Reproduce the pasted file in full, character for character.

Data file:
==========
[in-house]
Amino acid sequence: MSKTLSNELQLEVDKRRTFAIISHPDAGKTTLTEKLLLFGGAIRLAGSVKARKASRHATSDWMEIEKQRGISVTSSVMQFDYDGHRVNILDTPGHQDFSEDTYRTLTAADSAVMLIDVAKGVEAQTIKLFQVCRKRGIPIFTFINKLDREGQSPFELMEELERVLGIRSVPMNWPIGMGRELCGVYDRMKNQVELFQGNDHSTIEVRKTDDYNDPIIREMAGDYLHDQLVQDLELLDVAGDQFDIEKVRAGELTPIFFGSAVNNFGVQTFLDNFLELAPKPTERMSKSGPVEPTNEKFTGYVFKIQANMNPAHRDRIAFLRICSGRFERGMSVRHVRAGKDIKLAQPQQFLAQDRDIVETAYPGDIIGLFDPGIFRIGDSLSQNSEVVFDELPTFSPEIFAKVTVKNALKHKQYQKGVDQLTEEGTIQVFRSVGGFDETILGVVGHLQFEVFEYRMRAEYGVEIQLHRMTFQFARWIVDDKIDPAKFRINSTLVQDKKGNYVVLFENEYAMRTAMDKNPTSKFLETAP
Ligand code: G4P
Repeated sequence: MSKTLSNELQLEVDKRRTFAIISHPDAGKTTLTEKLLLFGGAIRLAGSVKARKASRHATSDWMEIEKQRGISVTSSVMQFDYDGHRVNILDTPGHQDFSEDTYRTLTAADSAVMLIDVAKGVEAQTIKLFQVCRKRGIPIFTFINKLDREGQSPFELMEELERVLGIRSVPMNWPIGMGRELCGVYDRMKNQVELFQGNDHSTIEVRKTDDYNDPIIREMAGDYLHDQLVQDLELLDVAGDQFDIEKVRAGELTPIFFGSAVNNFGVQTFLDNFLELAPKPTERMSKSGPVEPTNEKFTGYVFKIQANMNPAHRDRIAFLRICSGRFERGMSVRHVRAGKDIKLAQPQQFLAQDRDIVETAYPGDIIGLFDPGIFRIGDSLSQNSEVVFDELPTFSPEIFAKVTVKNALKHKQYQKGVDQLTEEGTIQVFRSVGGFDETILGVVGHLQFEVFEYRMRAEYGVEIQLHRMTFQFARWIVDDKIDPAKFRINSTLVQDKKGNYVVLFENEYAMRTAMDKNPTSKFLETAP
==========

[in-house]
Amino acid sequence: MSKTLSNELQLEVDKRRTFAIISHPDAGKTTLTEKLLLFGGAIRLAGSVKARKASRHATSDWMEIEKQRGISVTSSVMQFDYDGHRVNILDTPGHQDFSEDTYRTLTAADSAVMLIDVAKGVEAQTIKLFQVCRKRGIPIFTFINKLDREGQSPFELMEELERVLGIRSVPMNWPIGMGRELCGVYDRMKNQVELFQGNDHSTIEVRKTDDYNDPIIREMAGDYLHDQLVQDLELLDVAGDQFDIEKVRAGELTPIFFGSAVNNFGVQTFLDNFLELAPKPTERMSKSGPVEPTNEKFTGYVFKIQANMNPAHRDRIAFLRICSGRFERGMSVRHVRAGKDIKLAQPQQFLAQDRDIVETAYPGDIIGLFDPGIFRIGDSLSQNSEVVFDELPTFSPEIFAKVTVKNALKHKQYQKGVDQLTEEGTIQVFRSVGGFDETILGVVGHLQFEVFEYRMRAEYGVEIQLHRMTFQFARWIVDDKIDPAKFRINSTLVQDKKGNYVVLFENEYAMRTAMDKNPTSKFLETAP
Ligand code: G4P
Repeated sequence: MSKTLSNELQLEVDKRRTFAIISHPDAGKTTLTEKLLLFGGAIRLAGSVKARKASRHATSDWMEIEKQRGISVTSSVMQFDYDGHRVNILDTPGHQDFSEDTYRTLTAADSAVMLIDVAKGVEAQTIKLFQVCRKRGIPIFTFINKLDREGQSPFELMEELERVLGIRSVPMNWPIGMGRELCGVYDRMKNQVELFQGNDHSTIEVRKTDDYNDPIIREMAGDYLHDQLVQDLELLDVAGDQFDIEKVRAGELTPIFFGSAVNNFGVQTFLDNFLELAPKPTERMSKSGPVEPTNEKFTGYVFKIQANMNPAHRDRIAFLRICSGRFERGMSVRHVRAGKDIKLAQPQQFLAQDRDIVETAYPGDIIGLFDPGIFRIGDSLSQNSEVVFDELPTFSPEIFAKVTVKNALKHKQYQKGVDQLTEEGTIQVFRSVGGFDETILGVVGHLQFEVFEYRMRAEYGVEIQLHRMTFQFARWIVDDKIDPAKFRINSTLVQDKKGNYVVLFENEYAMRTAMDKNPTSKFLETAP